# What are some concrete problems about logical counterfactuals?

post by Chris_Leong · 2018-12-16T10:20:26.618Z · score: 26 (6 votes) · LW · GW · 1 comment

This is a question post.

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Logical counterfactuals are key to Functional Decision Theory and last I heard still an unsolved problem. Unfortunately, I am still rather confused about what exactly we are trying to solve. The only concrete problem I know of in this space is the 5-and-10 problem. But as far as I know, this is solved by writing programs that immediately cause a paradox if they ever discover their output. So presumably there are some unsolved concrete problems that relate to logical counterfactuals?

Edit: I should mention my post on the Cooperation Game [LW · GW] as an example. Plus the further work section of this slideshow.

answer by jessicata · 2018-12-16T22:13:07.328Z · score: 13 (4 votes) · LW(p) · GW(p)
comment by Chris_Leong · 2018-12-20T00:03:15.550Z · score: 2 (1 votes) · LW(p) · GW(p)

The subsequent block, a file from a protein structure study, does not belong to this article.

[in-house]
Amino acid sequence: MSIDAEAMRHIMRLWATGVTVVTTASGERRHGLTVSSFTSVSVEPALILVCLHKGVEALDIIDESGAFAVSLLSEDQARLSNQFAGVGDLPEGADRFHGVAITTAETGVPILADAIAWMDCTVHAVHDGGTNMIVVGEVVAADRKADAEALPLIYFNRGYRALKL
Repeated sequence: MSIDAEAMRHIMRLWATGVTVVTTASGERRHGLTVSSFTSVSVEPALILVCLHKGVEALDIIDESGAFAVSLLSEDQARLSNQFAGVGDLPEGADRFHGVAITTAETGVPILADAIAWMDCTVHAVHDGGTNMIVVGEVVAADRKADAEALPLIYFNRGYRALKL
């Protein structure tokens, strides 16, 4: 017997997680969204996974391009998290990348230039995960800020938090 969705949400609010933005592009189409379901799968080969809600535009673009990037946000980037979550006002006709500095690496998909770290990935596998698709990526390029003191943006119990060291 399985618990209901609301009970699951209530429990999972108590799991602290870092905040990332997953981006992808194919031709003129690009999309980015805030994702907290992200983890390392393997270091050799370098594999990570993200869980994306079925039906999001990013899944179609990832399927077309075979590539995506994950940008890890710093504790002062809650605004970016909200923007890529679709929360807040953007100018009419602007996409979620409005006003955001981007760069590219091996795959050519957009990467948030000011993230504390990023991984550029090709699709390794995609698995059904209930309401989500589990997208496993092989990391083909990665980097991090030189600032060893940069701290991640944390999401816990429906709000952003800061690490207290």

So most of the problems seem to be related to making UDT work with logical uncertainty?

comment by jessicata (jessica.liu.taylor) · 2018-12-20T00:38:38.416Z · score: 2 (1 votes) · LW(p) · GW(p)

Some of them specifically require updateless reasoning, some don't or might not. All of them involve logical uncertainty.

answer by avturchin · 2018-12-16T16:35:39.127Z · score: 1 (1 votes) · LW(p) · GW(p)

I encountered something like the 5-and-10 problem in the art market. If I like a picture of the artist A, and I know that I have a good taste, it is an evidence that artists A is good, so I should buy it. The more good art I found, the better is my taste.

Now repeat it 100 times and you end buying pile of garbage.